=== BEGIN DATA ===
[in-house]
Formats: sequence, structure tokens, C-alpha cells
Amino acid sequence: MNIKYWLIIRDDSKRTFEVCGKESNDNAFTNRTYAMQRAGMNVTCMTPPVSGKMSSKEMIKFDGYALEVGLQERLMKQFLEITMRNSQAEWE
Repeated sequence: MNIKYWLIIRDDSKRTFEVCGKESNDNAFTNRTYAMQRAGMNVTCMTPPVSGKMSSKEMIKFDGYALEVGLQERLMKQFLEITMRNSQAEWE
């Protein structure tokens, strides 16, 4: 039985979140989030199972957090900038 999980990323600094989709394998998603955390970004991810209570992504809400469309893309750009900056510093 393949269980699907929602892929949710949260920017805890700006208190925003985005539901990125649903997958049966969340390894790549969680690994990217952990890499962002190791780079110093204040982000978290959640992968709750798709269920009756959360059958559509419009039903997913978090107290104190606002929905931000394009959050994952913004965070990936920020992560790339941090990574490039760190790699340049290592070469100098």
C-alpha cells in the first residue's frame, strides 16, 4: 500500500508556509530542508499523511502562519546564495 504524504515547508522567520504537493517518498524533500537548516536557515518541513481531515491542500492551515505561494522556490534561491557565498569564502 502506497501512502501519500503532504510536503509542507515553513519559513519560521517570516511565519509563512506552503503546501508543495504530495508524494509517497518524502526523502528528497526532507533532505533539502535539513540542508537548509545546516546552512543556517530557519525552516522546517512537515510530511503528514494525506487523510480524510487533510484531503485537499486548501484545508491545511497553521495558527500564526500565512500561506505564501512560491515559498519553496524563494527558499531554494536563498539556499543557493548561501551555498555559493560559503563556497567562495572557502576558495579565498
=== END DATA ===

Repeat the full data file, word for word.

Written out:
[in-house]
Formats: sequence, structure tokens, C-alpha cells
Amino acid sequence: MNIKYWLIIRDDSKRTFEVCGKESNDNAFTNRTYAMQRAGMNVTCMTPPVSGKMSSKEMIKFDGYALEVGLQERLMKQFLEITMRNSQAEWE
Repeated sequence: MNIKYWLIIRDDSKRTFEVCGKESNDNAFTNRTYAMQRAGMNVTCMTPPVSGKMSSKEMIKFDGYALEVGLQERLMKQFLEITMRNSQAEWE
């Protein structure tokens, strides 16, 4: 039985979140989030199972957090900038 999980990323600094989709394998998603955390970004991810209570992504809400469309893309750009900056510093 393949269980699907929602892929949710949260920017805890700006208190925003985005539901990125649903997958049966969340390894790549969680690994990217952990890499962002190791780079110093204040982000978290959640992968709750798709269920009756959360059958559509419009039903997913978090107290104190606002929905931000394009959050994952913004965070990936920020992560790339941090990574490039760190790699340049290592070469100098």
C-alpha cells in the first residue's frame, strides 16, 4: 500500500508556509530542508499523511502562519546564495 504524504515547508522567520504537493517518498524533500537548516536557515518541513481531515491542500492551515505561494522556490534561491557565498569564502 502506497501512502501519500503532504510536503509542507515553513519559513519560521517570516511565519509563512506552503503546501508543495504530495508524494509517497518524502526523502528528497526532507533532505533539502535539513540542508537548509545546516546552512543556517530557519525552516522546517512537515510530511503528514494525506487523510480524510487533510484531503485537499486548501484545508491545511497553521495558527500564526500565512500561506505564501512560491515559498519553496524563494527558499531554494536563498539556499543557493548561501551555498555559493560559503563556497567562495572557502576558495579565498